How does your culture affect how you dance? Is dance just movement? Dance is moving your body in some kind of rhythm, right? But what is it really? What does it mean? Why do we do it? Dance means so many things to so many people that we want to explore what it is at its core.
What is Dancing?
Dance, the movement of the body in a rhythmic way, usually to music and within a given space, for the purpose of expressing an idea or emotion, releasing energy, or simply taking delight in the movement itself. -Britannica
But in our modern culture, if you google “dance” (perhaps looking for inspiration on something to write) you find expression, controversy, legal troubles, art, religion, cinema, and comedy. You find current trends next to ancient ritual next to flippant movement, all under the banner of dance. Dance is so much and so many things to different people across the world today.
Irish Culture: Dancing to Express and Heal from Pain
In Northern Ireland, Oona Doherty choreographs dances to express the pain of young people brought up during and in the wake of tremendous conflict.
With “Hard to Be Soft,” her aim was “to really understand the full scope of pain, and to dance it with love,” she said. “You’re not being an angry man onstage. It’s more than that. You’re playing someone in pain, who can’t handle that amount of pain, so it comes out in anger.”
Oona herself grew up in the aftermath of The Troubles, a 30-year violent conflict in Northern Ireland (and occasionally the Republic of Ireland, England and mainland Europe) over the official status of Northern Ireland. Although the conflict ostensibly ended with the Good Friday Agreement of 1998, many still feel its effects to this day. This trauma is explored through Oona’s art.
Azeri Culture: Dance As an Unchanged Ancient Tradition
In Azerbaijan, ancient traditional dances to this day combine national music, choreography, and storytelling.
“The folk dances of Azerbaijan are rooted in ancient heritage and history and vary hugely in style, from the beautifully intricate to the impressively athletic”
Men and women’s dances in the Azeri culture have firmly gendered roles, with the female dancers focusing on chest movements and accentuating the eyes, as well as balancing multiple glasses of syrup on their palms without spilling a drop. Male dancers are more athletic and competitive, seeking to out-jump their contemporaries or complete difficult movements even faster.
Chinese Culture: Dance As an Ancient Tradition Reimagined
In Malaysia, divers are performing a Lion Dance underwater in an aquarium. In traditional Chinese culture, the Lion Dance involves a dancer putting on a colourful head and cape then dancing to mimic the movements of a lion while their partner operates the large lion’s head. They do this to the rhythmic beat of drums and clash of cymbals. In this case the dance is to celebrate the Lunar New Year, which falls in February of 2022.
The dance is said to invite prosperity and chase away misfortune. Around one quarter of Malaysia’s population are ethnic Chinese. The dance became popular in Malaysia in the 1970 and Malaysian lion dancers are now said to be among the world’s best, most daring and acrobatic.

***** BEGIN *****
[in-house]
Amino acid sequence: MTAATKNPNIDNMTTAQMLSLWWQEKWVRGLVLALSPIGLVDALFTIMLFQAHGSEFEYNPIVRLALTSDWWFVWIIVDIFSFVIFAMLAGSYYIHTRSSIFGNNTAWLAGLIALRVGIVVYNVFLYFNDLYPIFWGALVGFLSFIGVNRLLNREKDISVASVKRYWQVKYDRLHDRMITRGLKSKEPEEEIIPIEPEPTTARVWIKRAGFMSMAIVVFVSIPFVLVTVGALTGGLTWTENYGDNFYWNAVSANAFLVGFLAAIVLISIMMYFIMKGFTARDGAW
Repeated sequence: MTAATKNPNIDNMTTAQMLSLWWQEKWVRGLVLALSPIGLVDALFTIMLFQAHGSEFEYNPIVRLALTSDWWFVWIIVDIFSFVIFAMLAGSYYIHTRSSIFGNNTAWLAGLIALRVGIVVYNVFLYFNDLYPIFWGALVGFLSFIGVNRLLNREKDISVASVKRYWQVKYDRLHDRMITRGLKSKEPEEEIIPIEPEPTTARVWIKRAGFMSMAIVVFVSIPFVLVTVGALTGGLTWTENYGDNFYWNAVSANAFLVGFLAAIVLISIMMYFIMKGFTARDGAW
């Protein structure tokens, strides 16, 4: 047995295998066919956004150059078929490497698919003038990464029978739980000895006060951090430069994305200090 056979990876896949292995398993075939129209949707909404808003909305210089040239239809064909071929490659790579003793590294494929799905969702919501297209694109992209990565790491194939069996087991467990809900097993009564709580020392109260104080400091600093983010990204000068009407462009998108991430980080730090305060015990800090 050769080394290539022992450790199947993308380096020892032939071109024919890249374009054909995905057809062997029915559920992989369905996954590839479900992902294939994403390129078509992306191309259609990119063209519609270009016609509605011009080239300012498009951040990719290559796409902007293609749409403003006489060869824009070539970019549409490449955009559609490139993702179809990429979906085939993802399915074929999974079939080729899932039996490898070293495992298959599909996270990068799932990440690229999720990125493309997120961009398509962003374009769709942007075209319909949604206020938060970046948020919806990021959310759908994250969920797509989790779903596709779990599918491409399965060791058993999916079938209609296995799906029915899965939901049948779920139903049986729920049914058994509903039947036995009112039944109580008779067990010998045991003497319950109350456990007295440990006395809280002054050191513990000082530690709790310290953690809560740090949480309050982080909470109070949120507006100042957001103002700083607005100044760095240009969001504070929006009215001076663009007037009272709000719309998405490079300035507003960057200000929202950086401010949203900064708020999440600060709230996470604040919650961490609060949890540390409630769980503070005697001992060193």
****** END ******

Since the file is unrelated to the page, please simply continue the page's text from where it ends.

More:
Canadian Culture: Animals Are Dancers Too
In Canada, there’s a new viral dog video. And TikTok is, whether we like it or not, a huge part of dance culture. You don’t have to look far on the internet to find animals dancing. In fact, quite a proportion of the virtual world is taken up by the impossibly joyful tradition of animals doing dances.
“I hope this brings a smile.”
Animals once again showing us what it means to be human! Sharing something as simple and joyful as a dog bopping away to music because it makes you smile, and you want to share that with others.
British Culture: Dancing for the Perfect Photograph
In the UK, photographer Paolo Roversi has revealed that he made the Duchess of Cambridge and future queen, Kate Middleton, dance during his photoshoot for her 40th birthday. Roversi said he had her perform an “accelerated waltz mixed with a pinch of rock ‘n roll” during the Kew Gardens shoot and that her dress reminded him of a classical ballerina. Apparently, he wanted a sense of motion to achieve the perfect shot.
Saudi Culture: Dance Sparking Religious Outrage
In Saudi Arabia’s Jazan province, a group of dancers dressed in Samba outfits and danced in the streets to celebrate the 2022 Winter Festival. Many in the country spoke out against this as parts of the dancers’ legs, arms and bellies were exposed were exposed. Saudi women are expected to wear the traditional black, long gown called the abaya while in public and keep their knees and shoulders covered. Failing to do so is actually a criminal act. So, this dancing, which the locals of Jazan thoroughly enjoyed, has actually sparked an investigation due to strict Muslim conservative law within the country. The images were also blurred on television.
These are just a few of the endless stories surrounding our culture and dance in 2022 – this is just one Google search on one day. While the pandemic has made it difficult for dance schools to stay active, it’s clear that dance is as prevalent in our culture, our homes and our hearts as ever. Let us know if you like this educational round up of dance trends and news. We may revisit the topic. Until then, keep dancing, for whatever reason or none!